Today is Rare Disease Day. Rare Disease Day was first celebrated in Europe and Canada on 29 February 2008 in order to raise public awareness of the needs of those affected by rare diseases. In occasion of this event, I will tell you the story of Marco…
What is probably the most frustrating of all the difficulties of being affected by a rare disease? Get the right diagnosis.
Common diseases are easily recognized because their symptoms are often well known and well documented. For a rare disease the situation is quite different. Often very little is known about their symptoms and even less about treatments.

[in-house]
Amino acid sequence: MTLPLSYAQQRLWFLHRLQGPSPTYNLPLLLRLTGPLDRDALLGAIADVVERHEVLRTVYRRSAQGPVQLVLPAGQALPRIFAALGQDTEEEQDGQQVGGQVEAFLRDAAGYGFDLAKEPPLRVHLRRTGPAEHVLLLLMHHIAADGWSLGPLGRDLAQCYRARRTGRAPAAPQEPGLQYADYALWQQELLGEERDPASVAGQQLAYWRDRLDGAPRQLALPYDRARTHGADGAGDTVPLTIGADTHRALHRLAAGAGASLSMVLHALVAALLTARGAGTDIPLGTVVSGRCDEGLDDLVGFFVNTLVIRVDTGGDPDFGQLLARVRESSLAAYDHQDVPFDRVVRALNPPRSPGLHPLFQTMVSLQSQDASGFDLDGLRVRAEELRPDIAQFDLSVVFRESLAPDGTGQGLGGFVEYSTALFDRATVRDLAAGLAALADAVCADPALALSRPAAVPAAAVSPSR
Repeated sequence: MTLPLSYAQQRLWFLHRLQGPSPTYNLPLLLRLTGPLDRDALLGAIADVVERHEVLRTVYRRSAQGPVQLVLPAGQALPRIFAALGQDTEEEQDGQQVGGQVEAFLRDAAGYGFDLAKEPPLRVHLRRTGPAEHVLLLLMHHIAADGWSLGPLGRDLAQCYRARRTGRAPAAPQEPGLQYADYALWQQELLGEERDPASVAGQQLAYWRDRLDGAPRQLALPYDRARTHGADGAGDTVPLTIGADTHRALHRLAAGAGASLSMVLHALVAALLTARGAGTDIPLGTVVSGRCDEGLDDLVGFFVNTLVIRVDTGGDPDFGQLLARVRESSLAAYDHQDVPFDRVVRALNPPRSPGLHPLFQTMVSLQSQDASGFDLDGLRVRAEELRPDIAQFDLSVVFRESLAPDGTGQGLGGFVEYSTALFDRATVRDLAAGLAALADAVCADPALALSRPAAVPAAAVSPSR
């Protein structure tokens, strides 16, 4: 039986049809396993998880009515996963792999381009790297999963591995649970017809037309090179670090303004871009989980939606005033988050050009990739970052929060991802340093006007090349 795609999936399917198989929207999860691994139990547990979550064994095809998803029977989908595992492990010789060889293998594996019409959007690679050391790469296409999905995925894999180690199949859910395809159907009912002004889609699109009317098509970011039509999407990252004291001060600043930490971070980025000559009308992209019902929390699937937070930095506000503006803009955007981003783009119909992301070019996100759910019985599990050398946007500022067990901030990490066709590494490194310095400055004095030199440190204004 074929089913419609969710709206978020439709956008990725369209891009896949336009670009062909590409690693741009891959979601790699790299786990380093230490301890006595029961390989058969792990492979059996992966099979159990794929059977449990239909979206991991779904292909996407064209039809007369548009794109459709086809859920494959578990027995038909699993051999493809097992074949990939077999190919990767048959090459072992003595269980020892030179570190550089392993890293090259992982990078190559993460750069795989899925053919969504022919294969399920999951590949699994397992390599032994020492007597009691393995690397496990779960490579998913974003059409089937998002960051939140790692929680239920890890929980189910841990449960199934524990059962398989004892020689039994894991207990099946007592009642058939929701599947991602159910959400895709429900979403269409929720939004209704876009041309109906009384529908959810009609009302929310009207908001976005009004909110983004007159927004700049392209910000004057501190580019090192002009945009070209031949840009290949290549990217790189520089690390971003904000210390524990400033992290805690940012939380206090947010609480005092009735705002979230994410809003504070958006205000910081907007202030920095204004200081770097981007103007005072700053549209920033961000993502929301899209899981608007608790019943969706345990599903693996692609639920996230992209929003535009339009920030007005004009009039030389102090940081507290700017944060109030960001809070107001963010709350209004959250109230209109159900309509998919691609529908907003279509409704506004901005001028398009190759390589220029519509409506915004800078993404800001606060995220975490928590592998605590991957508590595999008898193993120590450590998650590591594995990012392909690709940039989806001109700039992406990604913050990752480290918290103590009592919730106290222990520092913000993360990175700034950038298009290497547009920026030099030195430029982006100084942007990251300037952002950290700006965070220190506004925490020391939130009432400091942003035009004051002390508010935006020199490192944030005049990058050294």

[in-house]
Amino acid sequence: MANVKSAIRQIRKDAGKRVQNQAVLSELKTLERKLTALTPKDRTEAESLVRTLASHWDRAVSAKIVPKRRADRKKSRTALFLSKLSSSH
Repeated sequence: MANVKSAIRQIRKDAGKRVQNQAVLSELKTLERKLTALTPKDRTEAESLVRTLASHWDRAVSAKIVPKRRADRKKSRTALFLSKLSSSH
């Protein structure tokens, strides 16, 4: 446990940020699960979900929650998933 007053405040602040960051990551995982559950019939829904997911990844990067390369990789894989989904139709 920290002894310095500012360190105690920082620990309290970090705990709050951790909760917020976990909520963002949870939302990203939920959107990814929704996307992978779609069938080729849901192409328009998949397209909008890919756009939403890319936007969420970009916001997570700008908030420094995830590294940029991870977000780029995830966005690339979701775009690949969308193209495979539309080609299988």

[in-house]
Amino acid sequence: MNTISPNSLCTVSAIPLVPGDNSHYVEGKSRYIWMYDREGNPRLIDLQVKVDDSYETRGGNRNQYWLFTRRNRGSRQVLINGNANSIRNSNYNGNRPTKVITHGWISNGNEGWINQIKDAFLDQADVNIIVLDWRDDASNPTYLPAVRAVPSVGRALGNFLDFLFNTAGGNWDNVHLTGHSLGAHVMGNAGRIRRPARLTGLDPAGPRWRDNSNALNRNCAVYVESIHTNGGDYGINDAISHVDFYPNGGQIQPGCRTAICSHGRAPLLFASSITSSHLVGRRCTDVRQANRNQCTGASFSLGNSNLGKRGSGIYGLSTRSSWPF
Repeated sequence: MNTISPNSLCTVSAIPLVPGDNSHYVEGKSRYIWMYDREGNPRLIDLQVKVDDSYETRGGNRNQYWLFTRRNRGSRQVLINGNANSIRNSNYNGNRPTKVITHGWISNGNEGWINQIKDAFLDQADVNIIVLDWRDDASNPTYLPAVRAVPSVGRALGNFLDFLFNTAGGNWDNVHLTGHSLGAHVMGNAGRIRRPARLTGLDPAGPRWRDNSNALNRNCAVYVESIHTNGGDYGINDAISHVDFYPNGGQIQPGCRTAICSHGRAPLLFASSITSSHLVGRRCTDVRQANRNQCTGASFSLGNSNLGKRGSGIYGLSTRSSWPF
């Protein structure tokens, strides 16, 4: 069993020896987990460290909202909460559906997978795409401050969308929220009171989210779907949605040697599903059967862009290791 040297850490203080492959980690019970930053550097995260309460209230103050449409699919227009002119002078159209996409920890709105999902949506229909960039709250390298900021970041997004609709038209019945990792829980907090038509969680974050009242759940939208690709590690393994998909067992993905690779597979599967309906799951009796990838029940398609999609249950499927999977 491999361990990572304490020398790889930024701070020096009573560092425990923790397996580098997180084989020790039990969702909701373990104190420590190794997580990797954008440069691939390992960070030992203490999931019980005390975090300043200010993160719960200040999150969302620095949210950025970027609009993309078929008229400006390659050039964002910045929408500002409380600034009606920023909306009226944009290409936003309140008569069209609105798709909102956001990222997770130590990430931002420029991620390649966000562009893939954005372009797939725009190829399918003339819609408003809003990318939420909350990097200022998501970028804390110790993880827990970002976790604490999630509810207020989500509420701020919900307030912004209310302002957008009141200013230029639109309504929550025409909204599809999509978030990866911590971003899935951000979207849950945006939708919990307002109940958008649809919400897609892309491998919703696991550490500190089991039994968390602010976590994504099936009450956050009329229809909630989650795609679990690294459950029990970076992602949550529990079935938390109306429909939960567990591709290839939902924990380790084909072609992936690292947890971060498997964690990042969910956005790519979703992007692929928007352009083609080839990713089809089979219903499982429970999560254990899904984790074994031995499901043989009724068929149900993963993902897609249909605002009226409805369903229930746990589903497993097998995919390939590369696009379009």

For Marco it was literally an odyssey before understanding the real cause of his right arm´s mobility difficulties, “No one had pictured it properly and thus the treatment I was going through was not the right one.”
After 30 years, in 2013, the doctors discovered what the problem was: chronic inflammatory demyelinating polyneuropathy (CIDP).
It is sounds a very complicated name. In order to understand the disease, we need to comprehend the meaning of every word:
- Chronic: persistent, constant;
- Inflammatory: involving the activation of the immune system;
- Demyelinating: the myelin layers, covering the nerves of the neuronal system, are damaged (see Figure);
- Polyneuropathy: the peripheral nerves, outside the central nervous system (CNS), are injured.